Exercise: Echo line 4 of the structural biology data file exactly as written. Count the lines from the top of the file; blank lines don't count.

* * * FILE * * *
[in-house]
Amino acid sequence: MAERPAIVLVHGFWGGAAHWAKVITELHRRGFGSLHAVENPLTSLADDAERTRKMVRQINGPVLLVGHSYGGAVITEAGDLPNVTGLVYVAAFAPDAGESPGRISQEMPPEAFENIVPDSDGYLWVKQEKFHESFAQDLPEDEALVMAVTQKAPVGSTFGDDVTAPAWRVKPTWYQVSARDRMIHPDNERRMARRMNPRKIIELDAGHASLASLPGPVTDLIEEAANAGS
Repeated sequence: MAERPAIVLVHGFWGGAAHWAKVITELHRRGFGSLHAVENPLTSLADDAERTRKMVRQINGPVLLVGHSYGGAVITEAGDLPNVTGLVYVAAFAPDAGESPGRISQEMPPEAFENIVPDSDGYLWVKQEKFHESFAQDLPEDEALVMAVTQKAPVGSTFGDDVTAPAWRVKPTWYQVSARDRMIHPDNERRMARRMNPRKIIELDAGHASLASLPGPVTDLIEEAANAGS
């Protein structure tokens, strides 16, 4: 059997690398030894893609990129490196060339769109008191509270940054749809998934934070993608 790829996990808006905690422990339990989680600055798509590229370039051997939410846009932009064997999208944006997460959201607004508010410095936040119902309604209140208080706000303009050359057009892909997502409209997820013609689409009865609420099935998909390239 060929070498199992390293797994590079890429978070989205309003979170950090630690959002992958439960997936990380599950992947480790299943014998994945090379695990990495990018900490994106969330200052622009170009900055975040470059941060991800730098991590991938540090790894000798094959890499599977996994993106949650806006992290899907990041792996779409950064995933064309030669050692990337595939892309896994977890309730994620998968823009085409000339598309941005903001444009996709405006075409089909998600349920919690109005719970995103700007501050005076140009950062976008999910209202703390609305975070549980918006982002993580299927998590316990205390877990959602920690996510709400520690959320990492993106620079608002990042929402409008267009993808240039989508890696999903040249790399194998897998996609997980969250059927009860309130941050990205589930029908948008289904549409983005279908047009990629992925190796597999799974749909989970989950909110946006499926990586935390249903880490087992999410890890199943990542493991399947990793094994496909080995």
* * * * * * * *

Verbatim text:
């Protein structure tokens, strides 16, 4: 059997690398030894893609990129490196060339769109008191509270940054749809998934934070993608 790829996990808006905690422990339990989680600055798509590229370039051997939410846009932009064997999208944006997460959201607004508010410095936040119902309604209140208080706000303009050359057009892909997502409209997820013609689409009865609420099935998909390239 060929070498199992390293797994590079890429978070989205309003979170950090630690959002992958439960997936990380599950992947480790299943014998994945090379695990990495990018900490994106969330200052622009170009900055975040470059941060991800730098991590991938540090790894000798094959890499599977996994993106949650806006992290899907990041792996779409950064995933064309030669050692990337595939892309896994977890309730994620998968823009085409000339598309941005903001444009996709405006075409089909998600349920919690109005719970995103700007501050005076140009950062976008999910209202703390609305975070549980918006982002993580299927998590316990205390877990959602920690996510709400520690959320990492993106620079608002990042929402409008267009993808240039989508890696999903040249790399194998897998996609997980969250059927009860309130941050990205589930029908948008289904549409983005279908047009990629992925190796597999799974749909989970989950909110946006499926990586935390249903880490087992999410890890199943990542493991399947990793094994496909080995």